The AAO-HNS is the world’s largest organization representing otolaryngologist-head and neck surgeons – physicians who specialize in the diagnosis and treatment of disorders of the ears, nose, throat, and related structures of the head and neck.
In 2021 the Academy celebrates 125 years! From its founding in 1896 to the present, the Academy works to bringing physicians together in service of the specialty and patient care. Over the past 125 years, our members have proved time and again that their commitment to patients, to medicine, and to their specialty is unwavering.
Early Academy History
In 1896, Dr. Hal Foster – an otolaryngologist in Kansas City, Missouri – called the first meeting of what would later become the American Academy of Otolaryngology‒Head and Neck Surgery. For that first meeting, he invited about 500 ophthalmologists and otolaryngologists who practiced in the southern and western states. He had hopes of creating a medical society in the region.
A small number of doctors responded and together they formed the Western Ophthalmological, Otological, Laryngological and Rhinological Association. In 1898 the association became known as the Western Ophthalmologic and Oto-Laryngologic Association. By 1901, however, the group realized that its members were drawn from all over the country, not just the west. So in 1903 the organization became the American Academy of Ophthalmology and Oto-Laryngology. By then the membership reached 185 physicians. Just four years later, at 434 members, the Academy was the largest specialty society in the United States.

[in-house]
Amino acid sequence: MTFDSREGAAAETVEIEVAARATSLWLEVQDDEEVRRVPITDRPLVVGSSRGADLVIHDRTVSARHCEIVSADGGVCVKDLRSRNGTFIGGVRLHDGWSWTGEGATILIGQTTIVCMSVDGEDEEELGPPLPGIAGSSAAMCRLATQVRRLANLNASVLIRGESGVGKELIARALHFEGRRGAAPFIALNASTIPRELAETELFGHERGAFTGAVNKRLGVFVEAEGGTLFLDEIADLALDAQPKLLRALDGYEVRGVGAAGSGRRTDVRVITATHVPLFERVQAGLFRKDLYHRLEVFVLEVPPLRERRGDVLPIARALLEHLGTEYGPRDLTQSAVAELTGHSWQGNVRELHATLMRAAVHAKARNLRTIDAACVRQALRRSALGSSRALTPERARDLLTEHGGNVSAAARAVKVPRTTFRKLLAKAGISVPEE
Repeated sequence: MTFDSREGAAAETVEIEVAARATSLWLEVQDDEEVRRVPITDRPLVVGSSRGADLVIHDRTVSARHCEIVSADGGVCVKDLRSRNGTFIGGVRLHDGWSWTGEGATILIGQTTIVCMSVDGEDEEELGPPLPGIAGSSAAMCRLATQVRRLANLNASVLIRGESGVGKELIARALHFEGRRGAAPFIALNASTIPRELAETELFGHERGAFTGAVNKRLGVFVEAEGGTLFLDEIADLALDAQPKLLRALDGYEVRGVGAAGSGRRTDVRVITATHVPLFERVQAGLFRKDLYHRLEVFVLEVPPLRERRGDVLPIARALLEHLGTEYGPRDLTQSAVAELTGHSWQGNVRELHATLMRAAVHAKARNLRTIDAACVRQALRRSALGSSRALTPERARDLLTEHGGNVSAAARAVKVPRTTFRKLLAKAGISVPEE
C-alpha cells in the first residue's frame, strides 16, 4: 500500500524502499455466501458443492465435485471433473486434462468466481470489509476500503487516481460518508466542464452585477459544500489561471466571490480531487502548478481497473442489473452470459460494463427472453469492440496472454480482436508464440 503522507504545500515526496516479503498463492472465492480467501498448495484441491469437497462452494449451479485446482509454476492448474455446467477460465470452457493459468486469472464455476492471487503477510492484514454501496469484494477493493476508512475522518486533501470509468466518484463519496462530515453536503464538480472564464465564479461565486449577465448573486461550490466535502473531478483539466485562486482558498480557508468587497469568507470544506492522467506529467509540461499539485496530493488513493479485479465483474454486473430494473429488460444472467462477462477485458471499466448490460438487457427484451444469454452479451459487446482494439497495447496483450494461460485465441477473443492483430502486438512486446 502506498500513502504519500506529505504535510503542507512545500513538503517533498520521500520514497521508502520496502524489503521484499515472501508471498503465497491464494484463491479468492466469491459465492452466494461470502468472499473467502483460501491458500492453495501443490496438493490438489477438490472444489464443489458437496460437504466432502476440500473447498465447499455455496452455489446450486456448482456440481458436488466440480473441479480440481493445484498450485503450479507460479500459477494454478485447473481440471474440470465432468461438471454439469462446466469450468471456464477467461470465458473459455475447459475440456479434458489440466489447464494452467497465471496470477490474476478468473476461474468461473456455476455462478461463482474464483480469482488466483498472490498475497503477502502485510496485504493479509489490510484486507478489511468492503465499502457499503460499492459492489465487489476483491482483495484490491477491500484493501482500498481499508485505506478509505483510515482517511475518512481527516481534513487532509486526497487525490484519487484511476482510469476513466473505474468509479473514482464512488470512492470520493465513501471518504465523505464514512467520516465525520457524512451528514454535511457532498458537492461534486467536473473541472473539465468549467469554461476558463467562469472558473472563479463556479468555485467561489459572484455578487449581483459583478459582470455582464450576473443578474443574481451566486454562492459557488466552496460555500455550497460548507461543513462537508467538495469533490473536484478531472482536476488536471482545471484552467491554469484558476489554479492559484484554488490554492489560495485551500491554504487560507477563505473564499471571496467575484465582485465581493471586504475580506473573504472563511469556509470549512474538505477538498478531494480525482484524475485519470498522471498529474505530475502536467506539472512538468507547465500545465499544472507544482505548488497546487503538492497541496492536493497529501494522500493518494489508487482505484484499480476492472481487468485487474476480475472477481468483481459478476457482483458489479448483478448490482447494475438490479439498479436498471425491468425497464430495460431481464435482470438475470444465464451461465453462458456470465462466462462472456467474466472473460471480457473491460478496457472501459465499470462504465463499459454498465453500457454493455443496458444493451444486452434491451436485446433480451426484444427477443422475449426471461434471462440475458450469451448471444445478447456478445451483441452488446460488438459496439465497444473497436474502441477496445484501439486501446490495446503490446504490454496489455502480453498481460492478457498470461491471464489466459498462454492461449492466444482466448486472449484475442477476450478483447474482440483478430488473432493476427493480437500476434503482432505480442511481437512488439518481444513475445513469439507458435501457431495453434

Early in its history, the Academy took upon itself the task of improving graduate education. In 1913 the Academy organized two committees to develop plans for standardizing graduate training in ophthalmology and otolaryngology. Working with similar committees in sister societies, these committees led to the creation of the first specialty boards – ophthalmology in 1913 and otolaryngology in 1924. These boards set standards for medical specialty education. Those who wished to practice either specialty had to pass the appropriate board examinations.
The Academy further instituted the Postgraduate Course, later known as instruction courses, in 1921 to supplement the education already received at the annual meetings. Almost 600 people registered the first year. These courses were first given after the annual meeting, but by 1927 they were incorporated into the structure of the meeting itself.